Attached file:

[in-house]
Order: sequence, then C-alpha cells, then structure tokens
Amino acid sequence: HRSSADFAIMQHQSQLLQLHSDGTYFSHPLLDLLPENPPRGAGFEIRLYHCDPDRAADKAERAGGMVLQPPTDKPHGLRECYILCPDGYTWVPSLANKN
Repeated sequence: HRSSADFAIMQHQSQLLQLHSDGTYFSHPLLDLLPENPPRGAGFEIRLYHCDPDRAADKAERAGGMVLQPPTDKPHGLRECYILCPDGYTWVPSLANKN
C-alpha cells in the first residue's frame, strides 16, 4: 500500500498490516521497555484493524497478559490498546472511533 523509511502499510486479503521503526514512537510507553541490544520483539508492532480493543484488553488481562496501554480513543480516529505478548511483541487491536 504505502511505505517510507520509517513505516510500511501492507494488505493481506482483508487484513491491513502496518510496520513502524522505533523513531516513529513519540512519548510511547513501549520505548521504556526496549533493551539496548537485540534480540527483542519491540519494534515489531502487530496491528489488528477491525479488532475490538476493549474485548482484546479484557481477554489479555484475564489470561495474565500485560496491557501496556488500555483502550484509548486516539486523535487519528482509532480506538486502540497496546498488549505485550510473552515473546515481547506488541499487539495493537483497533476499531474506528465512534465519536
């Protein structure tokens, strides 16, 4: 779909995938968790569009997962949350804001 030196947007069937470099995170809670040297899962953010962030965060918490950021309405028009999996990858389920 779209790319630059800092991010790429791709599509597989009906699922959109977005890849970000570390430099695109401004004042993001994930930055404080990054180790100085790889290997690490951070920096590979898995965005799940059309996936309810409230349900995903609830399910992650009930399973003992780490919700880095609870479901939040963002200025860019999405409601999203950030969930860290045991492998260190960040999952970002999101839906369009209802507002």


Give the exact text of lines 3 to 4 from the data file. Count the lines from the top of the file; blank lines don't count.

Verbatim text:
Amino acid sequence: HRSSADFAIMQHQSQLLQLHSDGTYFSHPLLDLLPENPPRGAGFEIRLYHCDPDRAADKAERAGGMVLQPPTDKPHGLRECYILCPDGYTWVPSLANKN
Repeated sequence: HRSSADFAIMQHQSQLLQLHSDGTYFSHPLLDLLPENPPRGAGFEIRLYHCDPDRAADKAERAGGMVLQPPTDKPHGLRECYILCPDGYTWVPSLANKN